“A rose by any other name would smell as sweet,” or so the saying goes, borrowed from that famous Bard of Avon. In the real world, however, names tend to be a far more pivotal matter, with some recent studies even suggesting that certain names could be a factor in terms of one’s longevity.
Arguably, I would say that the same applies to podcasting too, since having the right name for your show may be the very most important factor you’ll decide before you ever sit down and start recording.
In my book The Complete Guide to Maverick Podcasting, I attempt to take a very different approach to explaining what a podcast is, and how to create one. As I argue in the book, some of the most important concepts that lead to effective podcasting are the kinds of things you should consider before you ever sit down behind a microphone.
So even before you begin learning the technical aspects of how a podcast works, how much have you thought about things like what you’ll name your podcast, and what it’s central focus will be?
This may seem like a no-brainer. However, choosing the name of your podcast—and then presenting and marketing it properly—is not only important… it may actually be the most important choice you’ll make in relation to committing to launch a podcast.
First of all, if you pick the right name (that is, a name that effectively describes what your podcast is about), it will be easier for potential listeners to find your show through mediums like iTunes. This is because iTunes, much like YouTube and Google, essentially works like a search engine. When people subscribe to a podcast they like, or when they go searching for new ones, iTunes will present a list of similar podcasts they might also enjoy. Since your podcast’s name, as well as the category you select, and any information you may provide in the show summary will help sites like iTunes determine what other programs your show is similar to, it is pertinent to include the best, and most relevant information that describes your show.
In The Complete Guide to Maverick Podcasting, there are some key points I address about this, which include the following questions and exercises I’ve excerpted for you below:
- Whatever name you decide on, read it aloud and ask yourself, will my listeners be able to pronounce this? You may feel like it’s a good idea to use some exotic word or phrase, perhaps as a simple matter of style, and that’s your prerogative. But I would try to avoid it, and use clear, simple words that describe what your show is about.
- Another wise consideration (and in truth, I should probably say it’s mandatory) is to perform a search online to see if another show is already using the name you’ve chosen. The last thing you want is to build a decent audience over time, only to get hit with a complaint or “cease and desist” letter from somebody who had been using the name previously… and was wise enough to trademark that title.
Finally, it’s also a good idea to consider looking into whether there is a similar domain name available for the name you select for your podcast. While it isn’t absolutely mandatory to be able to have a domain name that is an exact match for the title of your podcast, you’ll at least want something similar, which your listeners will be able to find when it comes time for them to search for you online. If you’re among the young, fabulous, and broke, then depending on the title you choose, you may have to get creative with variations that include .org, .info, etc, if the .com address with your show’s title is already taken.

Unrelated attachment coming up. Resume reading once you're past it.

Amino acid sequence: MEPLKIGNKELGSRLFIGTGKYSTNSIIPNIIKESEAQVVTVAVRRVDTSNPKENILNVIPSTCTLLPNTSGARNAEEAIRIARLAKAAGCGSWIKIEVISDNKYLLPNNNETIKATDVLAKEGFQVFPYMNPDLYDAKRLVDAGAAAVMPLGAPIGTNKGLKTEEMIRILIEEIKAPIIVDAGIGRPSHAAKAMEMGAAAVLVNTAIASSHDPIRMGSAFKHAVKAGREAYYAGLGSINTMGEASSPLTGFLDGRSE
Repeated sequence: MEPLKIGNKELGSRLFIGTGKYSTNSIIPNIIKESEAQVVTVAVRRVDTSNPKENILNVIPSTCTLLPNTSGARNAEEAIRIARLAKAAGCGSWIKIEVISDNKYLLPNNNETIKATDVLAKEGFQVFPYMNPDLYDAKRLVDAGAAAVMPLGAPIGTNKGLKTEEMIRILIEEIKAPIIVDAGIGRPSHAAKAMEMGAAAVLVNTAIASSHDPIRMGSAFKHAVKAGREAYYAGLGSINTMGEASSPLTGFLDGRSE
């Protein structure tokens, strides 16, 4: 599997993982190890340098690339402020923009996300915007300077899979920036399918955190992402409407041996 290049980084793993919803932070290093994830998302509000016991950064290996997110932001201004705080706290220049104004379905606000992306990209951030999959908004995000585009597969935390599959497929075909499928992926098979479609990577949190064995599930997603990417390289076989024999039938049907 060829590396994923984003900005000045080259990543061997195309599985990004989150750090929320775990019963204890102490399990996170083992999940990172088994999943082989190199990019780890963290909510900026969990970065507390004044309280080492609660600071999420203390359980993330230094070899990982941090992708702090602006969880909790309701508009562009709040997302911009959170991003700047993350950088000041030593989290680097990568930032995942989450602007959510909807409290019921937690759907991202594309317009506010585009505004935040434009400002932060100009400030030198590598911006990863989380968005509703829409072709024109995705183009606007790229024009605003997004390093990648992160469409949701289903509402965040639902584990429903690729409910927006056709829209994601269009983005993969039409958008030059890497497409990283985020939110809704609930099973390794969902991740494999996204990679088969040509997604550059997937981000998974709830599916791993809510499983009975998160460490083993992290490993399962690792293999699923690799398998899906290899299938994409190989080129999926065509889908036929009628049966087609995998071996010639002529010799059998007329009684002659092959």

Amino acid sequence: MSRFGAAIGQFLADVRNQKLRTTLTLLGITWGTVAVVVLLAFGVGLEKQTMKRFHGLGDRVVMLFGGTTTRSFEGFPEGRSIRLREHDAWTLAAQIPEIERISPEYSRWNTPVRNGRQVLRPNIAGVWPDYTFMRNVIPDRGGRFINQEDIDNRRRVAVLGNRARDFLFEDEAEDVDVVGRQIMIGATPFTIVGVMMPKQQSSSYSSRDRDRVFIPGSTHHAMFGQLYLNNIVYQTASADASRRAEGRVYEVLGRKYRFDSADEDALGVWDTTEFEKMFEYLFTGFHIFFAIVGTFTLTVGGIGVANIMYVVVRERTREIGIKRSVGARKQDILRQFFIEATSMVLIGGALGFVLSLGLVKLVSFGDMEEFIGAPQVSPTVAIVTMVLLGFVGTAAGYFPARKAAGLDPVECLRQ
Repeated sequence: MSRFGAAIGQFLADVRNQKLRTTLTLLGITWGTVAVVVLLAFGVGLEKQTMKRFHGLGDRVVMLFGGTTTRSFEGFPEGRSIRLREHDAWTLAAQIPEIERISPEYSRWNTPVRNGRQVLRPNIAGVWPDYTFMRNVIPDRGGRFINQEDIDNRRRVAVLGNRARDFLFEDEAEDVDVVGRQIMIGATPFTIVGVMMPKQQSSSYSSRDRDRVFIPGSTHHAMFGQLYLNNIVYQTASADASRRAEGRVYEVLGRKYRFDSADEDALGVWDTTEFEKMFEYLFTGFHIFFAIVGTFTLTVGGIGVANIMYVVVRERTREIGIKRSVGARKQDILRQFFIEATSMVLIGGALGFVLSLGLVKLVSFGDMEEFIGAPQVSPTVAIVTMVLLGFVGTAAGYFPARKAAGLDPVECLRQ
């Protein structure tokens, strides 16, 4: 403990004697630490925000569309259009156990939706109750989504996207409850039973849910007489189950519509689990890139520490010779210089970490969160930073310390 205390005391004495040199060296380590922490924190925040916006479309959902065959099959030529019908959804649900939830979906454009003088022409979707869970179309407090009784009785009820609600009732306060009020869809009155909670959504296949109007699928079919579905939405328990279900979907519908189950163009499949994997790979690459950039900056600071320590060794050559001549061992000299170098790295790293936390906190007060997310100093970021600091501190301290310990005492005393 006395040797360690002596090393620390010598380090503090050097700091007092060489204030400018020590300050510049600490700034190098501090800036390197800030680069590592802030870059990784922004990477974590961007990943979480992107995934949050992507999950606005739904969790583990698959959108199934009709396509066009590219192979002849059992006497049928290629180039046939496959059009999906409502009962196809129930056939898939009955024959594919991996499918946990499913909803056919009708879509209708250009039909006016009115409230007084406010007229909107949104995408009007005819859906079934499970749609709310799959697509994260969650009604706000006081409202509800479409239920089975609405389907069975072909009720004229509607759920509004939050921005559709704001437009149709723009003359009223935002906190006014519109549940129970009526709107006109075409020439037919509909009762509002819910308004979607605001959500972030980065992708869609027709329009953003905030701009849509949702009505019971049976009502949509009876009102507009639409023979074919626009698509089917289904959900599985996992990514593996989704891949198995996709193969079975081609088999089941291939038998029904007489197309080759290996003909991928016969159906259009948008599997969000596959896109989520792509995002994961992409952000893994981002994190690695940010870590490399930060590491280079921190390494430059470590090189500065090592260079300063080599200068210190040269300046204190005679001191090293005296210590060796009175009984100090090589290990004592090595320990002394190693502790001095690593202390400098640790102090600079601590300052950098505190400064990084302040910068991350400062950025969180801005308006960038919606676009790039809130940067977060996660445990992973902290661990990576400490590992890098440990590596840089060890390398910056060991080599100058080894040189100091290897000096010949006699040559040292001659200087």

Digging a little deeper into how your show’s title will help you reach potential listeners, another process I emphasize in my book is adding keywords that will help describe what your show is about. I’ll give the following example:
If you’re a gardener whose show will emphasize organic gardening, pest control, and the best crops to grow in various climates, you might call your show something like Practical Organic Gardening: Climate, Produce, and Protecting Your Crops, where “Practical Organic Gardening” is the title, and climate, produce, and protecting are your branding keywords. Since most podcasting services you’ll submit your show to will also want to know the title of the host or talent, you might list your name and occupation something like this: “Jezebel Bush (or whatever your name actually is): Gardener, Consultant, Organic Enthusiast.”
You should consider using keywords in places like your podcast’s listing in the iTunes store. Using keywords in situations like this (particularly where actual text is involved, which web crawlers can therefore find) will improve search engine results, helping you to reach a broader range of people that may find your subject interesting.
So if you’ve been thinking about diving into podcasting, but you haven’t given consideration yet to the name you’ll use, and what kinds of keywords and descriptions you’ll use to brand it, stop what you’re doing, and spend some time jotting down different variations of what we’ve covered in this post, ranging from names you might use, to the subtitles and words that help describe what your show is going to be about. And remember… if you get it right the first time around, there’s less likelihood that you’ll have to change your name later, which, if at all possible, should always be avoided.
Happy brainstorming, and as always, if you have questions, you can email me here. Good luck with your name gaming!